Monday, November 21, 2011
Therefore, compiling a documentary about the "Godfather of Home Recording" doesn't seem like an enviable task. The sheer volume of cassettes and VHS tapes that Stevie has must be staggering. Luckily, someone has taken up the challenge and put together a pretty comprehensive film in three parts.
Monday, November 14, 2011
In my opinion, they haven't released too many records that aren't Very Excellent or better, but I personally recommend:
Little Wings: Black Grass
Be Gulls: Be Gulls
Little Wings: Soft Pow'r
Thanksgiving: Bitches is Lord
Karl Blau: Dance Positive
Dirty Projectors: New Attitude
Go buy check it out HERE.
Friday, November 11, 2011
Today, we've got a great unreleased tune (and commentary) from Brooklyn psych country act, The Great Lakes. Great Lakes have been, over the years, a revolving cast of players focusing around Ben Crum. They are associated with the Athens, GA Elephant 6 crew and have shared members with Of Montreal, Neutral Milk Hotel, Elf Power, Olivia Tremor Control, Essex Green, etc, etc.
If you haven't heard them before, I HIGHLY recommend starting with Diamond Times, a playful, upbeat, psychedelic romp with pedal steel (and one of my top 20 favorite albums of all time) or their last record, Ways of Escape, which is a more subdued (but no less beautiful) collection of introspective country tunes.
New Great Lakes record is coming in 2012!
The Great Lakes - Blood On My Tooth by PIAPTK
Wednesday, November 9, 2011
Malaikat also released a couple of lathe cut picnic plates through PIAPTK a while back. He liked the picnic plate thing so much, that he bought a couple of his own lathes and totally broke PIAPTK's stranglehold on the Olympia lathe cut picnic plate market. He now cuts one-off, totally unique records that he packages inside beautiful hand-painted covers and sells on tour.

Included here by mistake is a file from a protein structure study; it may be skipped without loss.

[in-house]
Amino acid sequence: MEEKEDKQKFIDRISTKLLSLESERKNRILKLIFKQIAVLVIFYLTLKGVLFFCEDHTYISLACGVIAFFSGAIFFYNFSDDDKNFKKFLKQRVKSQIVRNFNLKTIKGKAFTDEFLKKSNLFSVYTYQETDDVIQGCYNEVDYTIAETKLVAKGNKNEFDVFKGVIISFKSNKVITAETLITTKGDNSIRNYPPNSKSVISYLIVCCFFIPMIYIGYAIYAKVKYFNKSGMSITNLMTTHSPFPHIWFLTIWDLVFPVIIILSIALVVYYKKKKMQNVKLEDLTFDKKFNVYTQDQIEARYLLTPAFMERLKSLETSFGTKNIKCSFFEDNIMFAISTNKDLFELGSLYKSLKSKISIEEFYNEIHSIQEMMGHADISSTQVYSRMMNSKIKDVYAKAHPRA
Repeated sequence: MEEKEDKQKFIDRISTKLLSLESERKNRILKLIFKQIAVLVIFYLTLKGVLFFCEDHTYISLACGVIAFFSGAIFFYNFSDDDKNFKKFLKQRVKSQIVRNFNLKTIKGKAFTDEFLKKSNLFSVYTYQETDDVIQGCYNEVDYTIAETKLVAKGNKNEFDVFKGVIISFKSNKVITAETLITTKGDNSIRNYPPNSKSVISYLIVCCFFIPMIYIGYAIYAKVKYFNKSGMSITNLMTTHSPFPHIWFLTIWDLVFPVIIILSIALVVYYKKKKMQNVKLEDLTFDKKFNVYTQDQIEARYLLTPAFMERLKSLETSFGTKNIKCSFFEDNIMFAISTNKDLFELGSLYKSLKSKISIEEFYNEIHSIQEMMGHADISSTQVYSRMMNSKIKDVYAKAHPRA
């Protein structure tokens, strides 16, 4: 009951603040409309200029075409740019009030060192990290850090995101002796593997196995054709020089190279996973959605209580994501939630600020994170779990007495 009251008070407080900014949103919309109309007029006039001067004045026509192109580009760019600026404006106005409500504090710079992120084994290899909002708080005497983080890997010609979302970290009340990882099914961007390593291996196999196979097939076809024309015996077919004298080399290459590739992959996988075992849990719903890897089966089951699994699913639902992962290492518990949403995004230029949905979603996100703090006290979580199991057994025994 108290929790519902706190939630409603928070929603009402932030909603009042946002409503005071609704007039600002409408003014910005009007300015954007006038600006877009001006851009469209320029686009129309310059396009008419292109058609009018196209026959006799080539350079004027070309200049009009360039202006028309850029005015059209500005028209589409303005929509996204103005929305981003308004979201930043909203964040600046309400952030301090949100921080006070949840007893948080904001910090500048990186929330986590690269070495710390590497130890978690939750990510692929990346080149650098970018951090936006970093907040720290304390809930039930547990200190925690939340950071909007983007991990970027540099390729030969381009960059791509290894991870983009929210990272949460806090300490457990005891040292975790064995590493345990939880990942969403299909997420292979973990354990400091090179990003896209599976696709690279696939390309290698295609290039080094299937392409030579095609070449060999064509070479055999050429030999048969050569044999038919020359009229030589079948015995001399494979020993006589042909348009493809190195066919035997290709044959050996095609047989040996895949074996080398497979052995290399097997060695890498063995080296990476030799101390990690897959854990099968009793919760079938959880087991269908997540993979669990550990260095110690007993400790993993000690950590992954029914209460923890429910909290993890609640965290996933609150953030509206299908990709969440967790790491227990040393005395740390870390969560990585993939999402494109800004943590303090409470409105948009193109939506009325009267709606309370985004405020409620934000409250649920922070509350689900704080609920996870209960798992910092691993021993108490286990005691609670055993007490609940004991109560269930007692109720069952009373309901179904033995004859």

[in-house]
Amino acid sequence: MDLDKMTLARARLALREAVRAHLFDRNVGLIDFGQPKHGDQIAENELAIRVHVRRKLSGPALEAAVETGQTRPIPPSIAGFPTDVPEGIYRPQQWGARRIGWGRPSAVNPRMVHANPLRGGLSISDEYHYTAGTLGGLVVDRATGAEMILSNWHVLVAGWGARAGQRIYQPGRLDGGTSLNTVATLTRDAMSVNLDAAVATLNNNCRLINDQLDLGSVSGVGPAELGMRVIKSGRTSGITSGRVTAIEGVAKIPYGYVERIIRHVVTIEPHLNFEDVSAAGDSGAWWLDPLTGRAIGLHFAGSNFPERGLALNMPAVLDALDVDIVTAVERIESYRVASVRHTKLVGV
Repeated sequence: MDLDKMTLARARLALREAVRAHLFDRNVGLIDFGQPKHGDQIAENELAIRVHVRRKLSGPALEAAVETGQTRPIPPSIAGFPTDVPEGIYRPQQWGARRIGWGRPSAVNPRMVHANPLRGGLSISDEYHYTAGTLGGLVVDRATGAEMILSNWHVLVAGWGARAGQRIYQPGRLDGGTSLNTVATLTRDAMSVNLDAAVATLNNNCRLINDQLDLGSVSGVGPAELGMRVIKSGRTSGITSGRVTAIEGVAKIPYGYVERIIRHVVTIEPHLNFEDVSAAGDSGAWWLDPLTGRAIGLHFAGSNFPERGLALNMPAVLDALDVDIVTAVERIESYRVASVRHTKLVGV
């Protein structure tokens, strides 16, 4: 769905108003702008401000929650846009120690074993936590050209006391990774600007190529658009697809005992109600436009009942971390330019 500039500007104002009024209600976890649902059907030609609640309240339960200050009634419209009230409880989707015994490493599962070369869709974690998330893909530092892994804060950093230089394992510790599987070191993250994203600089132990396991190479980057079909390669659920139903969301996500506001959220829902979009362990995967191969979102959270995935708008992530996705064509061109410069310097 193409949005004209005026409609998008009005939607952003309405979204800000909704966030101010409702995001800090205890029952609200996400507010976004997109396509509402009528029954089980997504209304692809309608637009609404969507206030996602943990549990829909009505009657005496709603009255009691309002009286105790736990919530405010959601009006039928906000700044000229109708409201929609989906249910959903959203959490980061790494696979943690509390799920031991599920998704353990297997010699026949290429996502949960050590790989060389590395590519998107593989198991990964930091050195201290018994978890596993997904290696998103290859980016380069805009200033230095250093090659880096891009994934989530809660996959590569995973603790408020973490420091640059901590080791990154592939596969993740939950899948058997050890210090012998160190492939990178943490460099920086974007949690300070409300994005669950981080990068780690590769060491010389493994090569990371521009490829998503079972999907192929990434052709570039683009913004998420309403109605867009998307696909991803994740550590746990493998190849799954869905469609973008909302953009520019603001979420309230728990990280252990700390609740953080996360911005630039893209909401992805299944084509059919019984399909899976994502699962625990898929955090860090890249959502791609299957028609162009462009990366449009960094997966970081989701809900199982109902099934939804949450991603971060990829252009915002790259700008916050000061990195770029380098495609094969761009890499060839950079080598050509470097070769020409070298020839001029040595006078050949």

Through Kickstarter, Arrington managed to raise enough money to fund a trip to Indonesia, where he had, what I can only imagine, was the time of his life. He played live shows and collaborated with local musicians all over the country.
Check out his email below and go download some of his very bizarre Bandcamp.com releases and check out some of the really fun videos from the trip.
I am back from a month and a half in Java, Bali and Lombok. I performed about ten concerts with a new version of Malaikat dan Singa featuring local musicians, which was an amazing experience, but perhaps even more incredible I was able to IMPROVISE with some TRADITIONAL musicians. I've posted two "albums" to my bandcamp site along with some notes. "Lombok Island Improvisations" features Gombloh playing the preret, a
double reed instrument used in Sasak/Hindu temple ceremonies, and also my first experience recording with a Sasak Village Gamelan. "Trance Music of East Java" features some very raw and sweaty recordings from two different concerts and a studio session with "Jaran Kepang" groups, also known as "Kuda Lumping". This is an incredibly rich and diverse tradition of TRANCE MUSIC involving wild masks, dancers, and sometimes eye-popping spectacles such as the eating of glass or live chickens, etc (I didn't actually see any of that this time but there are plenty of youtube videos showing such feats).
It goes without saying I feel incredibly honored and fortunate to have been able to perform with these groups. These recordings represent an attempt at true cross cultural collaboration, this is not "objective" ethnomusicology, nor is it exactly "free" improvisation in the usual sense of the term. Let's say it's the beginnings of what I intend to be an ongoing engagement and experimentation with re-imagining HUMAN music in the 21st Century.